The road trip with my brother, MM, took us to Savannah, Charleston, and a few places in between. We stayed at a bed and breakfast on Tybee Island, just south of Savannah, and in a cabin in Givhanâ€™s Ferry State Park, just north of Charleston. The sibling get-together was completed when other brother and his lovely wife (CC & EC) joined us on Christmas day for the Charleston portion of the trip. Our time included much walking of beautiful streets and squares, taking in American history, sitting in coffee shops, frequenting used book stores, sitting by the fire, eating home cooked meals, trying local fare at cafes, and playing many games of spades. I loved the patterns and lines I found everywhere I looked, and the siblings were patient with me as I enjoyed capturing some of it through the lens of my camera. Here is a taste of what we saw in these (basically unedited) photos.
Staircases to the row of shops, bars, and restaurants by the riverfront in Savannah. The upper level has some fun antique stores worth browsing.
These wall of tombstones was on the outer edge of a large cemetery in Savannah. If I remember correctly, the last person to be buried here was laid to rest around 200 years ago. That is a long time ago for this country. However, it seems kind of sad that these tombstones have left their owners in unmarked graves.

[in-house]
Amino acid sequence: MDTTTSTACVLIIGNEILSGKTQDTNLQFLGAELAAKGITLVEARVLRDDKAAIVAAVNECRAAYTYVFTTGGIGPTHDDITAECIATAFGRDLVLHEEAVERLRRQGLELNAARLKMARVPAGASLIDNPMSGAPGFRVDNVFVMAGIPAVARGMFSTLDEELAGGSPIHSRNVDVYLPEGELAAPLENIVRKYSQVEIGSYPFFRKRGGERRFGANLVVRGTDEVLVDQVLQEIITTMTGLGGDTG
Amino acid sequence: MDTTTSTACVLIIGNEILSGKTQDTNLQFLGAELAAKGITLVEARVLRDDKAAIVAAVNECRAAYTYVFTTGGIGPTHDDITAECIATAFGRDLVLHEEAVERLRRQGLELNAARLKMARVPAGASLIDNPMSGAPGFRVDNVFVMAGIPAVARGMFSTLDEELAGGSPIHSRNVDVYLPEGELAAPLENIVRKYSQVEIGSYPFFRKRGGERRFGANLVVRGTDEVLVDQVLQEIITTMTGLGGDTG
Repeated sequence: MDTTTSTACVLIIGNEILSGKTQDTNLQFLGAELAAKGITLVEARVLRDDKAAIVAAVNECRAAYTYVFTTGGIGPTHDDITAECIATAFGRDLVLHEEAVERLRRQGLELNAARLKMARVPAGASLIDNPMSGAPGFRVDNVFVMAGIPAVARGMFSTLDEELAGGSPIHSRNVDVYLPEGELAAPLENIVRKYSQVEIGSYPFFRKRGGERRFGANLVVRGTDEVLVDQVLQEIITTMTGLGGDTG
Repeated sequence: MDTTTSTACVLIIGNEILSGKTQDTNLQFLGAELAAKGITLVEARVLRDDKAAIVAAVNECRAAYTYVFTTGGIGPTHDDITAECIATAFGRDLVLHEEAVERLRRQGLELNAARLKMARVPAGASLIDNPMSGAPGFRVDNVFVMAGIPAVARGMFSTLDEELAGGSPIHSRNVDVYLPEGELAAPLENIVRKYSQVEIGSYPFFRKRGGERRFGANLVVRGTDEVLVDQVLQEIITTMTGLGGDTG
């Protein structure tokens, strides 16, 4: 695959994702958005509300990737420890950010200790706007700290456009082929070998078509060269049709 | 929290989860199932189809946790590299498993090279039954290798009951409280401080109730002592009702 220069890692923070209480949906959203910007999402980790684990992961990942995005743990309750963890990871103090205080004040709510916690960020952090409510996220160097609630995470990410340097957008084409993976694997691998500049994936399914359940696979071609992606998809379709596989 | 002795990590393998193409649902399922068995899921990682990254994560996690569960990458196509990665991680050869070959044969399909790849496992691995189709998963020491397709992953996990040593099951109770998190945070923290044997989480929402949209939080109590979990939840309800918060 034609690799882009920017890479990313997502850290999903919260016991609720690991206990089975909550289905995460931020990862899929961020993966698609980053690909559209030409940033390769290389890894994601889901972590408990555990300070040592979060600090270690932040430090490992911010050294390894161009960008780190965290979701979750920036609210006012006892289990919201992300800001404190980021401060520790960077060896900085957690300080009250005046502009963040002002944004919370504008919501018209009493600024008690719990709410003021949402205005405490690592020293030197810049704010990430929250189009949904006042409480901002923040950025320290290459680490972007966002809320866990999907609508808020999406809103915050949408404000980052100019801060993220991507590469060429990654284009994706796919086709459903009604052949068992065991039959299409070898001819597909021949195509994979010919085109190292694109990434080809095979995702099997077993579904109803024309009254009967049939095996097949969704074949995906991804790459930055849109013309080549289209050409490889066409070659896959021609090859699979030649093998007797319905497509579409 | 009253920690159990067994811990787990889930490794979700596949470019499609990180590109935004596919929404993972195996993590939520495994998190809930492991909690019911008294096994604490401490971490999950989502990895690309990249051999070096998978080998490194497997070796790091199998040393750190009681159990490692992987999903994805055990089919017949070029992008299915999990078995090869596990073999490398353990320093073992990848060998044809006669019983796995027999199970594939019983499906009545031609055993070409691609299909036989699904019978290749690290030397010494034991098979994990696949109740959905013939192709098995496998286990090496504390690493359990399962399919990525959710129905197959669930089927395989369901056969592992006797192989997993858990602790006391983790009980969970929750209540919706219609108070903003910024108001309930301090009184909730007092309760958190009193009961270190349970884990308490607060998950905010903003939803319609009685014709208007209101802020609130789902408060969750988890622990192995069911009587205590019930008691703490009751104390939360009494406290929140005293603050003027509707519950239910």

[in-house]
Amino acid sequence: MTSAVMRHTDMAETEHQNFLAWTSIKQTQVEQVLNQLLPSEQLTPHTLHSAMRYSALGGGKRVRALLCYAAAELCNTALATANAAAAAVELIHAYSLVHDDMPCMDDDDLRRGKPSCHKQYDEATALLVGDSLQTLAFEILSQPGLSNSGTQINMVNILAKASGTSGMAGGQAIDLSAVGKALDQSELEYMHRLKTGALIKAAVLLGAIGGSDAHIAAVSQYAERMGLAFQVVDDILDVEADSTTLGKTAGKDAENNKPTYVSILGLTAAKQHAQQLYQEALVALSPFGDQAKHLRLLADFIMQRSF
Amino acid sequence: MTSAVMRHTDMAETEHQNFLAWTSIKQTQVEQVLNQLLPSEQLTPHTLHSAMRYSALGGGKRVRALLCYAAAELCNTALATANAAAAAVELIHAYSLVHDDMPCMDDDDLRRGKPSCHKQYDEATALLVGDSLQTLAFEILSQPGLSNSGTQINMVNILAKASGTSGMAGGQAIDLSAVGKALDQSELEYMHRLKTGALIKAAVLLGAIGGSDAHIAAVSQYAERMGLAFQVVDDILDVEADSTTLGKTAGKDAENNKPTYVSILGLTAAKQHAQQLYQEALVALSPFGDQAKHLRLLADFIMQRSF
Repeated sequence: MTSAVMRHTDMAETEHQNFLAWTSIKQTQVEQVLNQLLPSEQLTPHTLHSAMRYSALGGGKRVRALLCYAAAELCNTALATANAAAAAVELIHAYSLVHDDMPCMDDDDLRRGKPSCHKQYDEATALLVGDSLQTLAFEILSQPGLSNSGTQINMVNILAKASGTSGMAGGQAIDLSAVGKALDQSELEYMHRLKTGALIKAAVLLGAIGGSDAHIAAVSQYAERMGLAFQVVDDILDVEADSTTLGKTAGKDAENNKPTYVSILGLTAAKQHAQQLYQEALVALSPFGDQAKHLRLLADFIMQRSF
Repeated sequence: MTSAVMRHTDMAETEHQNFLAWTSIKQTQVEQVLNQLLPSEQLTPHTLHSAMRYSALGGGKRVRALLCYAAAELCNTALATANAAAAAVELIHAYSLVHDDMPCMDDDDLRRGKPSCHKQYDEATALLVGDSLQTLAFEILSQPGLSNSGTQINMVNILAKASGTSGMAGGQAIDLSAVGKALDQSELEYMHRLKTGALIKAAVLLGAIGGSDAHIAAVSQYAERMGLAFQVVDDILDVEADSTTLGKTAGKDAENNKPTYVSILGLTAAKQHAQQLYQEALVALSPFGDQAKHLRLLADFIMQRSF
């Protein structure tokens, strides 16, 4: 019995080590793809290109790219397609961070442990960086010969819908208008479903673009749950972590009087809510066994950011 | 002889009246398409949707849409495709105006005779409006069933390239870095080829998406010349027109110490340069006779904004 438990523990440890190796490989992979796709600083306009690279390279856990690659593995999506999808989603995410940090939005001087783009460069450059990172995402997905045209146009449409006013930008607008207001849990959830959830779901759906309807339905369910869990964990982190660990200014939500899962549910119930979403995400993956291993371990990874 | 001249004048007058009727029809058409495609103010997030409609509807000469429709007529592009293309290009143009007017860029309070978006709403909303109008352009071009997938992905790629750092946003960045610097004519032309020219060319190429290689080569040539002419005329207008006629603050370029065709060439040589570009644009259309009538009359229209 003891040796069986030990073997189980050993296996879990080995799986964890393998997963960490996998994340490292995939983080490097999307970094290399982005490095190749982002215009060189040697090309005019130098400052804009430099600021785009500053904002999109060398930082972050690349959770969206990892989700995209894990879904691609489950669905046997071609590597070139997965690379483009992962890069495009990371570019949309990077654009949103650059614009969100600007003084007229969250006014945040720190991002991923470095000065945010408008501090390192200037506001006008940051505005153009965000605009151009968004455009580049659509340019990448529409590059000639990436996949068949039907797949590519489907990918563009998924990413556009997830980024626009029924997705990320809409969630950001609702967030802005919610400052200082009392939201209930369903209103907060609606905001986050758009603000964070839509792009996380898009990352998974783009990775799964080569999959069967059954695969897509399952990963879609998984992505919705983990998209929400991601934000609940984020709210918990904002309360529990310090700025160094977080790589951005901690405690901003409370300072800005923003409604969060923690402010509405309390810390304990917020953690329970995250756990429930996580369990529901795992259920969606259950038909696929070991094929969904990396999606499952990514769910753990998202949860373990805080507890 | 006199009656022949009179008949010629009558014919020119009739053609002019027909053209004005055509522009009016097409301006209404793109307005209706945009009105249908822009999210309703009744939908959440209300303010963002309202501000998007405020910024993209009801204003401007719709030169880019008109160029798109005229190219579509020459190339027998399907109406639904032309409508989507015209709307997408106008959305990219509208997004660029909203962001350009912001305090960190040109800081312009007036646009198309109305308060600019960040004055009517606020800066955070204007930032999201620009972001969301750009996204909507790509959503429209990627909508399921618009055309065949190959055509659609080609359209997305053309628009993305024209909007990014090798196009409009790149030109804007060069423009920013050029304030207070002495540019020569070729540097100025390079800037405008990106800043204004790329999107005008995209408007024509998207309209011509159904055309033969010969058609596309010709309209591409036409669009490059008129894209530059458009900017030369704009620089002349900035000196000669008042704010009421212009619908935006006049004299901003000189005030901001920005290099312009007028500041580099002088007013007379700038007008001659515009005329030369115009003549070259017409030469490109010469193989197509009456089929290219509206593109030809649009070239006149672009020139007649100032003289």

Black and white homes. Walking the streets of Savannah.
Door to Fort Pulaski. The fort is a National Monument and is definitely worth visiting. Even learned a bit about the origins of baseball on the tour–back then a home run was a bad thing as it meant search for the ball outside of the fort’s walls.
This door was a lower door to a large house in Charleston; a large porch sat on top of this door.
Doors and shutters came of all shapes, sizes and shades in Charleston. Most did not have screen doors, and this was the only screen door not completed closed.
Some homes in Charleston had courtyards or yards. Although simple, this space was made moreÂ appealingÂ by the beautiful gate baring me from entering.
Plants flowed over the walls, gates, and fences of many Charleston homes.